Police increased security at Istanbul’s Ataturk International Airport yesterday as authorities and companies began to assess the huge damage caused by a raging fire and tried to determine what caused it.
A hardline Kurdish militant group had claimed responsibility for the fire, which burned much of the cargo section to the ground.
Istanbul Mayor Kadir Topbas said the airport was a secure area and such claims were unlikely to be true.
Cargo and logistics companies sent messages to their customers yesterday saying that cargo terminals were completely destroyed and unusable, and officials worked on contingency plans for air freight, including taking on cargo at the city’s other airport on the Asian side of the city, and in the town of Corlu, about 90km to the west.
Water-bombing planes made more than 140 sorties over the smoldering wreck, and firefighters battled Wednesday’s blaze for five hours. They had been unable to assess damages on Wednesday because the area remained too hot to enter, and a team of firefighters worked through the night to cool it.
The Kurdistan Freedom Falcons Organization, a hardline group with ties to the main Kurdish guerrilla group, the Kurdistan Workers’ Party, or PKK, said it started the blaze, according to a post on its Web site.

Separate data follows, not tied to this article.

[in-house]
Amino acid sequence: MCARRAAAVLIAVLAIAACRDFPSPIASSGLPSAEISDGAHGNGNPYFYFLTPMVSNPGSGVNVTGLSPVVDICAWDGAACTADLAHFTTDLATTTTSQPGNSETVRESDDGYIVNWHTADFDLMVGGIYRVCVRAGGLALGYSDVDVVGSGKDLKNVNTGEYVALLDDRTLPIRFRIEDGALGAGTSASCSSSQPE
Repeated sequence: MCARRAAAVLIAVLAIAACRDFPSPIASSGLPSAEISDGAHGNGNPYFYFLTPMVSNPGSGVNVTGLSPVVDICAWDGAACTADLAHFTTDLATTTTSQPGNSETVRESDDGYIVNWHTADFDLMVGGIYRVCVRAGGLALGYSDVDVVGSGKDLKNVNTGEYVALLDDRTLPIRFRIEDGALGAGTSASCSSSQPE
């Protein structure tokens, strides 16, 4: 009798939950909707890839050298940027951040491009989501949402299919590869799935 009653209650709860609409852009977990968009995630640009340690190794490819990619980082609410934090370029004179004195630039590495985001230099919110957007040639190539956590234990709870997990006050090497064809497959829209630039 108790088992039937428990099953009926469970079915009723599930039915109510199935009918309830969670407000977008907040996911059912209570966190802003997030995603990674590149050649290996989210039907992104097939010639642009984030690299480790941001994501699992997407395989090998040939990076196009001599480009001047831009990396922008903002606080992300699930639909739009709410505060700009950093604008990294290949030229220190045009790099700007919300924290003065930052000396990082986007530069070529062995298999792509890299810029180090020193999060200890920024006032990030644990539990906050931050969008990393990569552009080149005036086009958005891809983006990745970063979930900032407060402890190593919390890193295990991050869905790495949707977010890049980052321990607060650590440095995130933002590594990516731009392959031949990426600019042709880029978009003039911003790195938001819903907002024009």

The group said the attack was revenge for Turkey’s policies against the Kurds and threatened “to those who will not leave our people to an honorable life: when you insist on your policies we will turn your life into hell.”
The Kurdistan Freedom Falcons have claimed eight bombings in Istanbul this year, and recently said tourism and economic targets were among their group’s priorities. Previous bombings left two dead and 47 injured.
Thick, black smoke from the airport blaze could be seen from 10km away and forced the closure of one of the airport’s runways, causing flight delays. Three people suffered smoke inhalation, but no one was killed, authorities said.
The fire destroyed cargo including textile products and gold shipments, officials said. They said they would need more time to estimate the damage, but that it would total millions of dollars.
The cargo operation of Turkish Airlines, which was in a separate section of the airport, was unaffected by the blaze. Most other airlines and carriers would be affected. Turkish Airlines planes could be seen landing even as the fire raged.
Workers said the entire structure, some 150,000 square meters was in flames within five minutes. Some 2,000 workers fled in panic.
Kurdish guerrillas have been fighting for autonomy in Turkey since 1984, in a fight that has left more than 37,000 dead. The militant group appears to be a radical offshoot of the PKK, which does most of its fighting in the country’s Kurdish-majority southeast.
The Kurdistan Freedom Falcons have vowed to bring the fight to Turkey’s cities.